Displaying 1 to 20 from 35 results

term.js - A terminal written in javascript.


A full xterm clone written in javascript. Used by tty.js.⚠️ This project is no longer maintained ⚠️. For a maintained fork take a look at sourcelair/xterm.js.

tty.js - A terminal for your browser, using node/express/socket.io


A terminal in your browser using node.js and socket.io. Based on Fabrice Bellard's vt100 for jslinux.For the standalone web terminal, see term.js.

tcell - Tcell is an alternate terminal package, similar in some ways to termbox, but better in others


Package tcell provides a cell based view for text terminals, like xterm. It was inspired by termbox, but differs from termbox in some important ways. It also adds substantial functionality beyond termbox. First, it includes a full parser and expander for terminfo capability strings, so that it can avoid hard coding escape strings for formatting. It also favors portability, and includes support for all POSIX systems.

Chalk - Terminal string styling done right


Chalk comes with an easy to use composable API where you just chain and nest the styles you want. Chain styles and call the last one as a method with a string argument. Order doesn't matter, and later styles take precedent in case of a conflict. This simply means that chalk.red.yellow.green is equivalent to chalk.green.




xterm.js - A terminal for the web


Xterm.js is a terminal front-end component written in JavaScript that works in the browser. It enables applications to provide fully featured terminals to their users and create great development experiences.

terminal


Terminal.js is a rendering engine for vt100-like terminals. It is written from scratch and supports most commonly used escape sequences.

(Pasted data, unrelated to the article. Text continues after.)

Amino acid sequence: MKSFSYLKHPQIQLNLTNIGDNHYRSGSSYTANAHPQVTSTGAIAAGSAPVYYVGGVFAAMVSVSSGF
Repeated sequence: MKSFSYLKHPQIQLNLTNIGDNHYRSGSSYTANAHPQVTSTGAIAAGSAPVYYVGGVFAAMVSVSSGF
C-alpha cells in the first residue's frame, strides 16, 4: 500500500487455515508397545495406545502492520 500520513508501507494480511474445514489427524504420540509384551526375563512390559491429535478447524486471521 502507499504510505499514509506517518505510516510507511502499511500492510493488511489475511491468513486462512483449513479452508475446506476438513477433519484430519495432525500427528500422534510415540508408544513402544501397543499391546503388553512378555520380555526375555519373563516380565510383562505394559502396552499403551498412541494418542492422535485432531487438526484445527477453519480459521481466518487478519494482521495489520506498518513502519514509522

color-support - A module which will endeavor to guess your terminal's level of color support.


A module which will endeavor to guess your terminal's level of color support.This is similar to supports-color, but it does not read process.argv.


bterm - cross-platform terminal emulator


Fully customisable cross-platform terminal that works and feels the same way everywhere: MacOS, Linux and Windows.To download visit http://bterm.bleenco.io and hit the right button to get your favourite OS installer.

ansi-regex - Regular expression for matching ANSI escape codes


Some of the codes we run as a test are codes that we acquired finding various lists of non-standard or manufacturer specific codes. We test for both standard and non-standard codes, as most of them follow the same or similar format and can be safely matched in strings without the risk of removing actual string content. There are a few non-standard control codes that do not follow the traditional format (i.e. they end in numbers) thus forcing us to exclude them from the test because we cannot reliably match them.On the historical side, those ECMA standards were established in the early 90's whereas the VT100, for example, was designed in the mid/late 70's. At that point in time, control codes were still pretty ungoverned and engineers used them for a multitude of things, namely to activate hardware ports that may have been proprietary. Somewhere else you see a similar 'anarchy' of codes is in the x86 architecture for processors; there are a ton of "interrupts" that can mean different things on certain brands of processors, most of which have been phased out.

supports-color - Detect whether a terminal supports color


Returns an Object with a stdout and stderr property for testing either streams. Each property is an Object, or false if color is not supported.It obeys the --color and --no-color CLI flags.